With some bands, it doesn't even need to be done well because the fans will go see it anyway — and yet, to be done well it should really tell us things we didn't already know.
Ray, for example, and Get On Up shone a light into the darker corners of the lives of Ray Charles and James Brown respectively, elevating already good films and giving the audience something extra.
Which makes a biopic of Queen a tricky thing to tackle.
Already a production wracked with rumour, counter rumour, casting changes and director issues, it tells the story of a band and lead singer that's been covered many, many times since Freddie Mercury's passing.
Freddie's lifestyle, health, sexuality, ego — they are all the stuff of both fact and legend.
And if you're a true fan you already know that Smile became Queen (we only knew because we were at school with two huge devotees of the band), and things were never the same again. For anyone.
So how do you bring something new to this? How do you tell a tale already told?
...this is Queen...
...so you make the whole thing massively overblown and ludicrous and with a tongue so firmly planted in a cheek it's almost bursting through.
It helps, obviously, that your soundtrack is going to feature some of the finest songs ever committed to vinyl .
I mean, how can you go wrong when you are blasting Somebody To Love and Killer Queen at the audience?
Of course, as with all films, casting is key and in Rami Malek (yes, him from the Night At The Museum films) the producers found a guy who could not only live in Freddie's skin but bring the old dear to life in fantastic, glorious style.
Fittingly, he steals the whole show to the point you almost forget there are other members of the band.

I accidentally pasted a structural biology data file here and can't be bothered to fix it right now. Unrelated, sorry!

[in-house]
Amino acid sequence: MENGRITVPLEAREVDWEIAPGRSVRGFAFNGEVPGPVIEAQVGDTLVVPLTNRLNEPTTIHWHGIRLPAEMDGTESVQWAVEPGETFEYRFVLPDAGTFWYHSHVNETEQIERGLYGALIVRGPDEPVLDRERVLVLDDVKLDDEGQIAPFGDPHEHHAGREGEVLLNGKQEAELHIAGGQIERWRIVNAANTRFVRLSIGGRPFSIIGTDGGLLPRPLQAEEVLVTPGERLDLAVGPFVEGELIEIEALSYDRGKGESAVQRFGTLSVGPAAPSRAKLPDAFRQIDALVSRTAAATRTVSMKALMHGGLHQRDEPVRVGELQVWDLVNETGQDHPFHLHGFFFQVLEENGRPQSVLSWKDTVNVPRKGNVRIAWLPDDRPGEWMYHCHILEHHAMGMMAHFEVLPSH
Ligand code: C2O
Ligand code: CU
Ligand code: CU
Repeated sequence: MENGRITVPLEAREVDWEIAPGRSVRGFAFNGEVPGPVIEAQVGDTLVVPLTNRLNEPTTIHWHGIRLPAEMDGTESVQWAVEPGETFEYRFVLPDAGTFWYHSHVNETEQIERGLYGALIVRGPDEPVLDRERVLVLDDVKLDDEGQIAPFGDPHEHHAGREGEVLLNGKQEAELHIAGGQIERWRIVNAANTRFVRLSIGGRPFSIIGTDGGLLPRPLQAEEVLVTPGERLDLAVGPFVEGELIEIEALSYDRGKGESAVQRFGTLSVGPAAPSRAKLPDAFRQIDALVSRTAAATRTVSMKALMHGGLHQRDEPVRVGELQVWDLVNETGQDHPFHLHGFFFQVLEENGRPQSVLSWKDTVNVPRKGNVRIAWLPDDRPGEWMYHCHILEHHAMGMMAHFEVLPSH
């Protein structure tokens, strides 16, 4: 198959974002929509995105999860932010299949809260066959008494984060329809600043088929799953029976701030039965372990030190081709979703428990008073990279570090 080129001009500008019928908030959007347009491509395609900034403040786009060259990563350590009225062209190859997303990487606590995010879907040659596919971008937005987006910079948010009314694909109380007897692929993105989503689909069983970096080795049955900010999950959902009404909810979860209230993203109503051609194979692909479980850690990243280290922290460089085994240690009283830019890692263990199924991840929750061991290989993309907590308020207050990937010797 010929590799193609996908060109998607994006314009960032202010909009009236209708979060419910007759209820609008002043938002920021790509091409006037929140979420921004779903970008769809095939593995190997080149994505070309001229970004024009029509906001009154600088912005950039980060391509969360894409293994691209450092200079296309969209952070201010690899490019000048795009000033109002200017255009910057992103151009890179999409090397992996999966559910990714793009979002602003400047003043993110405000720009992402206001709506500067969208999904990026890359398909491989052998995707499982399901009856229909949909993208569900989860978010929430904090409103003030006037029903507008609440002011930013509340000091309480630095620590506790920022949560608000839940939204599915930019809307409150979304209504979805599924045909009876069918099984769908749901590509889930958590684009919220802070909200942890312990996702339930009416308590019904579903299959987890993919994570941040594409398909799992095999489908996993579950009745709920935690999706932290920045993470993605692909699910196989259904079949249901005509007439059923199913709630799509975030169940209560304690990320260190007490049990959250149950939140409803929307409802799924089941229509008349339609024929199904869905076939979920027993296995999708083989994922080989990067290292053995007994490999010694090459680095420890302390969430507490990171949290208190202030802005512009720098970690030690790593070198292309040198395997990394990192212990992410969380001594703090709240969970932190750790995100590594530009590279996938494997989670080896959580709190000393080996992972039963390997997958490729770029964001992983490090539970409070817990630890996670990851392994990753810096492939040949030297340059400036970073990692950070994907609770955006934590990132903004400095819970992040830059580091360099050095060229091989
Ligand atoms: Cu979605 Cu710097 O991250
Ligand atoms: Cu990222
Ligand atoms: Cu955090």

As for the story itself, you have to remember this is a film and not a documentary because if you know your Queen history you'll find yourself tutting occasionally.
The fact this is a project brought to life by the two remaining active members of the band (Brian May and Roger Taylor if you've missed the memos) should allow you care slightly less about the liberties taken.
Should. But might not.
References to "but we haven't played together in ages" irk if you remember there was an album and tour the year before, and "from now on, all songs will be written by Queen, we'll share everything equally" sounds warm and fuzzy as long as you don't look at the writing credits for A Kind Of Magic.
Then there's the small matter of Freddie's partying and sexuality, one of which is kind of brushed to one side while the other is treated with kid gloves.
But such things are really just nitpicking.
While Freddie was often the story, Queen were still a band and they made their name on the road, and the live concert scenes really do bring a lump to the throat and make you want to be standing rather than sitting.
Of course, the whole thing is building to the Live Aid show that has long been credited with landing the band in the stadiums they were to play for the rest of their days with Mr M.
Bookending the film, and having watched the whole thing on the day, we were genuinely caught out with how emotional the closing 20 minutes of the film were.
And because we know now what we didn't know then, the show takes on an extra weight that, by the time the credits roll, has lifted you onto cloud nine and left you there.
We make no apologies for the sniffing and eye-dabbing that was going on over on our side of the screening.
Perhaps the most fitting thing about this film is how it starts slowly, builds gradually, and by the time the band hit their stride you're hooked and loving it.
Did we need Mike Myers in there? No. Did we need that joke about that song? No.
But when you find yourself hoovering up the band's back catalogue and the film's soundtrack in the days that follow, you know they got something right.
It's a far from from perfect film, but it grabs you by the heart strings and doesn't let go, and you feel like Freddie has popped back for one final encore.
Now, excuse me, my remastered copy of A Kind Of Magic has just turned up...